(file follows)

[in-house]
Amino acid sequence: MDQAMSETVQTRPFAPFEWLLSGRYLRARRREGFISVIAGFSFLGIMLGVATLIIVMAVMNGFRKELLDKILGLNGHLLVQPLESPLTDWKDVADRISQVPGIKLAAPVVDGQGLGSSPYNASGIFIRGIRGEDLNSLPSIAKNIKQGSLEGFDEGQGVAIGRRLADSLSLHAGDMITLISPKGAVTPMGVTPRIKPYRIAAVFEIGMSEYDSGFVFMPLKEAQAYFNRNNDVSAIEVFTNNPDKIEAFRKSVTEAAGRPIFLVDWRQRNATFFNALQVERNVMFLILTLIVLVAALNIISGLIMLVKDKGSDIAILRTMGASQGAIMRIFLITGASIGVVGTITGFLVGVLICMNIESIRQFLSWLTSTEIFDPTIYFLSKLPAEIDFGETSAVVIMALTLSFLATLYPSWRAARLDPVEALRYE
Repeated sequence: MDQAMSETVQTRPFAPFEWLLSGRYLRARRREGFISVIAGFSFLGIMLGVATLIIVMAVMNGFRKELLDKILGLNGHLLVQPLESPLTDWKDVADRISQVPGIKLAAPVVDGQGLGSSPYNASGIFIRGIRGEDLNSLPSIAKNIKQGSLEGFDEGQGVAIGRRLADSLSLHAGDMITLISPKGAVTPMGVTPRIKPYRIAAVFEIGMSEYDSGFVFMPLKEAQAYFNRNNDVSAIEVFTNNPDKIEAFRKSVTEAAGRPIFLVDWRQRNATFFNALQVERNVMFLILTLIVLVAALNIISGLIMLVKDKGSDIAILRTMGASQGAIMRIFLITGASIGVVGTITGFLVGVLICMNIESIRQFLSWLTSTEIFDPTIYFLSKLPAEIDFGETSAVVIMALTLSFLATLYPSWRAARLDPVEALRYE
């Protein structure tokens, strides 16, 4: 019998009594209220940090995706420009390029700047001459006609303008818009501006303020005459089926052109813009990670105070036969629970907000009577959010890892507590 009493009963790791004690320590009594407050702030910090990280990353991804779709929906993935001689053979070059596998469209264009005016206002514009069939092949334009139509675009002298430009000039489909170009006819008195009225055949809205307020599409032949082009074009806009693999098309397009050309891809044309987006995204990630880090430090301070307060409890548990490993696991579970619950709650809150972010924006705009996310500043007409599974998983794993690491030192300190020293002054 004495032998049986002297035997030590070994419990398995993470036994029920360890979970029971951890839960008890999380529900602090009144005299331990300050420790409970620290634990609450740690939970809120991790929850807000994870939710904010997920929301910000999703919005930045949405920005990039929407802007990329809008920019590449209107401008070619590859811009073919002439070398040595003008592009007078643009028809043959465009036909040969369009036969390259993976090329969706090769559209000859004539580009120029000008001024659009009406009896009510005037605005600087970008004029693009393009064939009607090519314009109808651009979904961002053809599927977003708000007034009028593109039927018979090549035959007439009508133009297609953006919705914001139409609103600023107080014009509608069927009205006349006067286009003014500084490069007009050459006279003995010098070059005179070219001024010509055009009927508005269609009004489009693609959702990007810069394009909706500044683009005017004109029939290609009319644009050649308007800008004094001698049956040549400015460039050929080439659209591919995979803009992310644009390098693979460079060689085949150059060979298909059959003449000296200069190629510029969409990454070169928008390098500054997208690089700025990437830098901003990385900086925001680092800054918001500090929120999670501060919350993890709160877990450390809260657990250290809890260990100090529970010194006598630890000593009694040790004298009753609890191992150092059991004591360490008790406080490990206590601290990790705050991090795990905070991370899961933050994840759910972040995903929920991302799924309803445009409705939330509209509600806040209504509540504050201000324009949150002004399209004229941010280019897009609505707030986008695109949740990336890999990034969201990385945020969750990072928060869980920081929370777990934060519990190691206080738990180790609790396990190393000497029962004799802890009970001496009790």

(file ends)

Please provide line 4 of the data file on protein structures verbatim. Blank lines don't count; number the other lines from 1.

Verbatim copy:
């Protein structure tokens, strides 16, 4: 019998009594209220940090995706420009390029700047001459006609303008818009501006303020005459089926052109813009990670105070036969629970907000009577959010890892507590 009493009963790791004690320590009594407050702030910090990280990353991804779709929906993935001689053979070059596998469209264009005016206002514009069939092949334009139509675009002298430009000039489909170009006819008195009225055949809205307020599409032949082009074009806009693999098309397009050309891809044309987006995204990630880090430090301070307060409890548990490993696991579970619950709650809150972010924006705009996310500043007409599974998983794993690491030192300190020293002054 004495032998049986002297035997030590070994419990398995993470036994029920360890979970029971951890839960008890999380529900602090009144005299331990300050420790409970620290634990609450740690939970809120991790929850807000994870939710904010997920929301910000999703919005930045949405920005990039929407802007990329809008920019590449209107401008070619590859811009073919002439070398040595003008592009007078643009028809043959465009036909040969369009036969390259993976090329969706090769559209000859004539580009120029000008001024659009009406009896009510005037605005600087970008004029693009393009064939009607090519314009109808651009979904961002053809599927977003708000007034009028593109039927018979090549035959007439009508133009297609953006919705914001139409609103600023107080014009509608069927009205006349006067286009003014500084490069007009050459006279003995010098070059005179070219001024010509055009009927508005269609009004489009693609959702990007810069394009909706500044683009005017004109029939290609009319644009050649308007800008004094001698049956040549400015460039050929080439659209591919995979803009992310644009390098693979460079060689085949150059060979298909059959003449000296200069190629510029969409990454070169928008390098500054997208690089700025990437830098901003990385900086925001680092800054918001500090929120999670501060919350993890709160877990450390809260657990250290809890260990100090529970010194006598630890000593009694040790004298009753609890191992150092059991004591360490008790406080490990206590601290990790705050991090795990905070991370899961933050994840759910972040995903929920991302799924309803445009409705939330509209509600806040209504509540504050201000324009949150002004399209004229941010280019897009609505707030986008695109949740990336890999990034969201990385945020969750990072928060869980920081929370777990934060519990190691206080738990180790609790396990190393000497029962004799802890009970001496009790």